Here is another work in progress for my Writing class. Feel free to waste time for which you should be studying (my partners in crime) or looking for cute boys in work (my dear old roommate who I will not name) and read the story. Mostly I posted it for mom (even though I already read it to her) and Granny (mostly) because I think you'll most enjoy it.
Topic: write a couple of pages about an eccentric member of your family.
Meeting the Unknown
Visiting a far away aunt and uncle or grandparent is like a rite of passage- leave home, spend two weeks looking at hundreds of yellowed photos, play cards with old people and leave thinking you’re so much older and wiser for having spent two weeks with the oldest people you know.
My rite of passage came the summer after 8th grade. I was on a plane from California to Ohio visiting my great great aunt and uncle. Aunt Daisy and I just got to know each other at my grandparents anniversary party- she was a breast cancer survivor, inching her way towards 80 while still carrying a drivers license and a love for cards that beat any opponents hand. She was really the reason I was going to Ohio. I was about to spend two weeks with a fun old lady whom I recently met, but was sure would show me a good time. Her husband, Uncle Wallace, was something of a question mark to me. The only things I knew about him could take up the space on his bald head: married Daisy young, likes God and does not like to be called Wally. Somehow my entire family called him Wally when he wasn’t around (which was never) so saying Uncle Wallace would take some discipline on my part. I arrived in Canton, Ohio slightly nervous to meet a mysterious man I needed to affectionately call Uncle.
At the time, there were not many men in my family- no one could seem to procreate anything but girls and the only men I had developed relationships with, besides my dad, were my kind, but gruff grandpas. The idea of spending two weeks with a man who may or may not want to spend time with me was slightly terrifying.
Nonetheless, I was excited for my trip and arrived at Aunt Daisy and Uncle Wallace’s three bedroom house, with a tomato garden bigger than their first floor, smiling. When Aunt Daisy and I arrived I remember seeing Uncle Wallace sitting in a corduroy covered chair the color of brown mustard. Aunt Daisy bellowed in his direction.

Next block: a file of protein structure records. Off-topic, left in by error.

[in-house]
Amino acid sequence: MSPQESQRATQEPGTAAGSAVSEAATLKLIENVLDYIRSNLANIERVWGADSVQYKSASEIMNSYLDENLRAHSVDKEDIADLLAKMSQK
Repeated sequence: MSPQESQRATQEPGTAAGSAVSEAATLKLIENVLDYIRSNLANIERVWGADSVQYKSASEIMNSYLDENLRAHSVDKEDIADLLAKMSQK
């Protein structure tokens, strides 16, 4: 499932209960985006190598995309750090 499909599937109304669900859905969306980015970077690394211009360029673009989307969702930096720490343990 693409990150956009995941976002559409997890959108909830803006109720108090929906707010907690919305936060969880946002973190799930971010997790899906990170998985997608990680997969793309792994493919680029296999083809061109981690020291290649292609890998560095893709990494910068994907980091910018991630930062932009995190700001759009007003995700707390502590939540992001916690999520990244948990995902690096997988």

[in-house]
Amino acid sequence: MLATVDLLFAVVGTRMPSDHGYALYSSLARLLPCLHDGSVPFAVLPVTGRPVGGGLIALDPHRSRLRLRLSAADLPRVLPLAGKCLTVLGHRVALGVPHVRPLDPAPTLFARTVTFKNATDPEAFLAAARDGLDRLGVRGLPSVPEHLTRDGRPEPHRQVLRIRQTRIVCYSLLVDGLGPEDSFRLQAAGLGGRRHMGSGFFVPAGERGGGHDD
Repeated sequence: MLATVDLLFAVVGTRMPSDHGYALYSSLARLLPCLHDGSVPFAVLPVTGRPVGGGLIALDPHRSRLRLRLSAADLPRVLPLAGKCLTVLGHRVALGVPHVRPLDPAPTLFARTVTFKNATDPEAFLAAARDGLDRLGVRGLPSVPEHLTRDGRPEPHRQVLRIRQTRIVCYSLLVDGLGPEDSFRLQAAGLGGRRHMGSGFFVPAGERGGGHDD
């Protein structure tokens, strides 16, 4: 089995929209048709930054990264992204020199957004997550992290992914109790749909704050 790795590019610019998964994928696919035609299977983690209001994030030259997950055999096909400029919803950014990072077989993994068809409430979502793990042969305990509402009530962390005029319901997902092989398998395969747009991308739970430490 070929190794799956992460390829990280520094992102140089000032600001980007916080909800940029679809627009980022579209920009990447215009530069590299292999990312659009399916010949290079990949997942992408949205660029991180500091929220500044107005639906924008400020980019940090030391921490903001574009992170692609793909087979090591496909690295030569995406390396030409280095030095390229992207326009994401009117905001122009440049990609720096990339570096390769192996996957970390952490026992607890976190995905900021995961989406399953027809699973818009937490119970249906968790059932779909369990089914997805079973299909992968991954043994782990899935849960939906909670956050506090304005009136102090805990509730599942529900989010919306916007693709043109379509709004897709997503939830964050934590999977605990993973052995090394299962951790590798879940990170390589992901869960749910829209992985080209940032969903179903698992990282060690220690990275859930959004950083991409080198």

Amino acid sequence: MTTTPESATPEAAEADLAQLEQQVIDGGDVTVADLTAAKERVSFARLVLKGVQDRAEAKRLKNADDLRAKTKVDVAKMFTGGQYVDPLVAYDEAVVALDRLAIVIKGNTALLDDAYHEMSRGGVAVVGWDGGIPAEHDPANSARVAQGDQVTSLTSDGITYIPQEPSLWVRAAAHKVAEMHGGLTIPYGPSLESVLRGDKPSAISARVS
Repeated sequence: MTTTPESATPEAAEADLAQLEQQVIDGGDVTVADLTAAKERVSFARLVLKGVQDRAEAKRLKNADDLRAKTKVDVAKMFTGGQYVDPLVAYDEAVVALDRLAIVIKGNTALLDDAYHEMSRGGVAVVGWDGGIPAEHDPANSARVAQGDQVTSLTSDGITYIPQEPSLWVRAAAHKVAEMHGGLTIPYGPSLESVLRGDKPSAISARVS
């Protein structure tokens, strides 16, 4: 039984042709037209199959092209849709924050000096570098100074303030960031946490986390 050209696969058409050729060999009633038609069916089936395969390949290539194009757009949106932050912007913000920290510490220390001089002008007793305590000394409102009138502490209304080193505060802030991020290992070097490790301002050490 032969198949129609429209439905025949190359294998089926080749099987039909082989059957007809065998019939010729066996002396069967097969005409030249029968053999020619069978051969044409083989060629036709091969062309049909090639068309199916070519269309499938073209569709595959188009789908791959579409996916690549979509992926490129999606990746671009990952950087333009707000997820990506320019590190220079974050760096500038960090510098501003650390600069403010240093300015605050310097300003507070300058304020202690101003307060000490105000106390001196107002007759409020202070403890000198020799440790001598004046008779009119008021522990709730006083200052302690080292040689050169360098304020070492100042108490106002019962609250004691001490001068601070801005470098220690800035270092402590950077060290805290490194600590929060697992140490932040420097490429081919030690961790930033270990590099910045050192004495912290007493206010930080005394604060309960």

“Wallace. Wallace! Ali is here from California,” she said with her cleft palette as she touched my shoulder.
Uncle Wallace adjusted his hearing aide and looked up from his local newspaper.
“Oh, nice of you to be here, Allison,” Uncle Wallace said as he smiled at me while rubbing the top of his head. I smiled back and we both surveyed each other: him through his thick black, plastic framed glasses and me through young, bright eyes. I could already tell that despite the mountain sized distance between us, I found the quirky man in the plaid blue shirt and charcoal grey slacks amusing, if nothing else.
It didn’t take long for my curiosity for Uncle Wallace to develop. Soon after I arrived I unpacked my travel essentials in the guest room upstairs. I folded my clothes and placed them in the dresser, that probably had nothing in it for twenty year, and lined my toiletries on the vanity stacked with books with titles like Mommy Dearest, Lily’s Wish and Love After Midnight.
“Ali, I’m going to pick some tomatoes from the garden if you want to help,” I heard Aunt Daisy say between her Ohio accent and an excitement to have her daily routine mixed up for two weeks by a 13 year old.
“Okay, I’m coming,” I replied, while thinking of a way to mask the smell of emptiness, moth balls and dust that housed the room.
I galloped down the staircase and changed my gait to a calm walk a few steps before the living room. I immediately looked in the corner of the room to see if Uncle Wallace was quietly sitting in his chair, but all that sat in the corner was a tall clear glass filled with some sort of liquid that had a clone like resemblance to the chair it sat beside.